Our own Alex Della Rocchetta wrote the other day that there’s a growing “isolationist” tide in America. In fairness, she was encouraged to use the term by the Pew Research Center and other outlets (see, for instance, this discussion of GOP politics and the opening for an “isolationist” candidate ).
I’d like to dissent from all of this. None of the GOP contenders are isolationist. The growing popular dissatisfaction with the war in Afghanistan and the skepticism toward the Libyan adventure have very, very little to do with anything that can seriously be understood as isolationism. The chief opponent of military engagement around the world, Representative Ron Paul, is not even an isolationist properly understood since he’d lower trade and (I believe) immigration barriers.
While isolationists surely want to leave Afghanistan, wanting to get out of Afghanistan is not necessarily evidence of isolationism. It may be wrongheaded. It may be dangerous. It may even be evidence of some other ideological -ism. But isolationist? No. The same goes for Libya. Indeed, the idea that wanting to pull out of Libya (not my own position by the way) is a mark of isolationism is to suggest that basically any engagement the president enters into must be carried out indefinitely lest we give in to isolationism.
Pew cites as evidence of rising isolation that larger numbers of Americans think Obama should concentrate more on our problems at home and/or that America should “mind its own business” more in the world. Now, I believe America must stay engaged internationally, but I’m at a loss as to how these views amount to isolationism. Couldn’t Americans simply be making a prudential judgment about how we should set priorities? Isn’t it in fact true that we are fiscally over-extended and in need of some house-cleaning?
Again, my objection is solely to the word “isolationist.” While Alex seems to be using it in a clinical way, as if it is merely an accepted objective term, it is seen by many as a pejorative and by others as a once lost cause worthy of reviving. Either way the term is loaded with baggage, hence it tends to distort debates rather than edify them.
For instance, there were far more liberal isolationists than liberal historians and pundits would have people think. They included John Dewey, Charles Beard, Joseph Kennedy and his sons, various writers for the liberal New Republic, et al. Meanwhile many of the most famous “isolationists” were far more willing to engage the world than the term suggests. Henry Cabot Lodge and the Republicans who rejected the Treaty of Versailles were not remotely isolationist (I could go into all that, but it gets complicated). Ron Paul likes to invoke Senator Robert Taft’s opposition to NATO as proof of a longstanding tradition of isolationism in the GOP. He always leaves out the fact that Taft supported the Truman Doctrine and the Marshall Plan, promised “100 percent support for the Chinese National government on Formosa,” and favored keeping six divisions in Europe, at least until the Europeans could defend themselves. That’s not exactly Fortress America talk.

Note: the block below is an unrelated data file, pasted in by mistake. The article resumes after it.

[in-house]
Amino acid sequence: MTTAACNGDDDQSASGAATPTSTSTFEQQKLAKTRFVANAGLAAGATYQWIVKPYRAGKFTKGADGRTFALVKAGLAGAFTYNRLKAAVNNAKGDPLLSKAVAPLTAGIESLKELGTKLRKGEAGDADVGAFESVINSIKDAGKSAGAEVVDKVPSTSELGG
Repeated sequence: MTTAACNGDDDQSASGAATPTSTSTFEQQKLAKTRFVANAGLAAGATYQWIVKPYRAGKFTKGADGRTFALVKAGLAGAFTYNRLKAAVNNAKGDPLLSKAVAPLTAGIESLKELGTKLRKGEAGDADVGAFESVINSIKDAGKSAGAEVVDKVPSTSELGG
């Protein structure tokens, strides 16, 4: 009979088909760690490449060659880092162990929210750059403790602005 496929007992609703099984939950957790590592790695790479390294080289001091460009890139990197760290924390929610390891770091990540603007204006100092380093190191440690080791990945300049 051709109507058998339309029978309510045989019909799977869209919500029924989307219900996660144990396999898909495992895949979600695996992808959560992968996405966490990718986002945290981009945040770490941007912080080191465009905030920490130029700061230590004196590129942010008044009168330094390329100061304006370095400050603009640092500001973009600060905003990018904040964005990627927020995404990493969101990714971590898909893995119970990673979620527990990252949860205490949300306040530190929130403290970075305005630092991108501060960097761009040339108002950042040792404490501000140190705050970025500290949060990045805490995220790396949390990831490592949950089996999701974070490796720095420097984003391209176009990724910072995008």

Using the term isolationist as if it didn’t conjure these old debates and battles is a mistake. It offends those who simply disagree with specific policies while it encourages those who would like to claim that Isolationism—with a capital I—is once again a thriving or at least viable political movement. Do we really want Pat Buchanan out there using these polls as proof that it’s time for him to revive his America First schtick?
The American people may be wrong in their priorities, it’s happened before. And Mitt Romney and others may be wrong in theirs. But wrong is not synonymous with isolationism.
UPDATE: Tim Carney has more thoughts. We don’t see eye to eye on foreign policy, but I think he makes some good points and illustrates the trouble with the I-word.